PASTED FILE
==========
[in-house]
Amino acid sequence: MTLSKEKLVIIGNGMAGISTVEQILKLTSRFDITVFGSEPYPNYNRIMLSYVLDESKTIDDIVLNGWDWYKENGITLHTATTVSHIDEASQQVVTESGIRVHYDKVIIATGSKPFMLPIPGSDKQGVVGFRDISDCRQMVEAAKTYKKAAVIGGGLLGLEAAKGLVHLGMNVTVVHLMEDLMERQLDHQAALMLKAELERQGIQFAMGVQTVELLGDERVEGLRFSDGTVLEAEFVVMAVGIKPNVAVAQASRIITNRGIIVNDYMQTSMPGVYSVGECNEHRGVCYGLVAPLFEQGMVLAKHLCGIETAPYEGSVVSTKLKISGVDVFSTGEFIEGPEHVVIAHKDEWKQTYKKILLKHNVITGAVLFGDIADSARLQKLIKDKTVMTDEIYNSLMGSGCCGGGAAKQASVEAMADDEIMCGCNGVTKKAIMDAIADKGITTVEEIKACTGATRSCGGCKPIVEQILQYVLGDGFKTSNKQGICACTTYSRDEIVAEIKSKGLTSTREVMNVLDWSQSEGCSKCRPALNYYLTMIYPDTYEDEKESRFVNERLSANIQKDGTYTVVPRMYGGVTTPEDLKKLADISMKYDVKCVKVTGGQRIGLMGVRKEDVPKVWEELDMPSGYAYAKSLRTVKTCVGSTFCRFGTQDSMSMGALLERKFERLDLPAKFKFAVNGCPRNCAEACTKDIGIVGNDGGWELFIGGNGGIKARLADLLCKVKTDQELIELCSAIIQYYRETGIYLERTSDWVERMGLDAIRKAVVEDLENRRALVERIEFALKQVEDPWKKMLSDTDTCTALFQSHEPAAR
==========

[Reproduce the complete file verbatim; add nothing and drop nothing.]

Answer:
[in-house]
Amino acid sequence: MTLSKEKLVIIGNGMAGISTVEQILKLTSRFDITVFGSEPYPNYNRIMLSYVLDESKTIDDIVLNGWDWYKENGITLHTATTVSHIDEASQQVVTESGIRVHYDKVIIATGSKPFMLPIPGSDKQGVVGFRDISDCRQMVEAAKTYKKAAVIGGGLLGLEAAKGLVHLGMNVTVVHLMEDLMERQLDHQAALMLKAELERQGIQFAMGVQTVELLGDERVEGLRFSDGTVLEAEFVVMAVGIKPNVAVAQASRIITNRGIIVNDYMQTSMPGVYSVGECNEHRGVCYGLVAPLFEQGMVLAKHLCGIETAPYEGSVVSTKLKISGVDVFSTGEFIEGPEHVVIAHKDEWKQTYKKILLKHNVITGAVLFGDIADSARLQKLIKDKTVMTDEIYNSLMGSGCCGGGAAKQASVEAMADDEIMCGCNGVTKKAIMDAIADKGITTVEEIKACTGATRSCGGCKPIVEQILQYVLGDGFKTSNKQGICACTTYSRDEIVAEIKSKGLTSTREVMNVLDWSQSEGCSKCRPALNYYLTMIYPDTYEDEKESRFVNERLSANIQKDGTYTVVPRMYGGVTTPEDLKKLADISMKYDVKCVKVTGGQRIGLMGVRKEDVPKVWEELDMPSGYAYAKSLRTVKTCVGSTFCRFGTQDSMSMGALLERKFERLDLPAKFKFAVNGCPRNCAEACTKDIGIVGNDGGWELFIGGNGGIKARLADLLCKVKTDQELIELCSAIIQYYRETGIYLERTSDWVERMGLDAIRKAVVEDLENRRALVERIEFALKQVEDPWKKMLSDTDTCTALFQSHEPAAR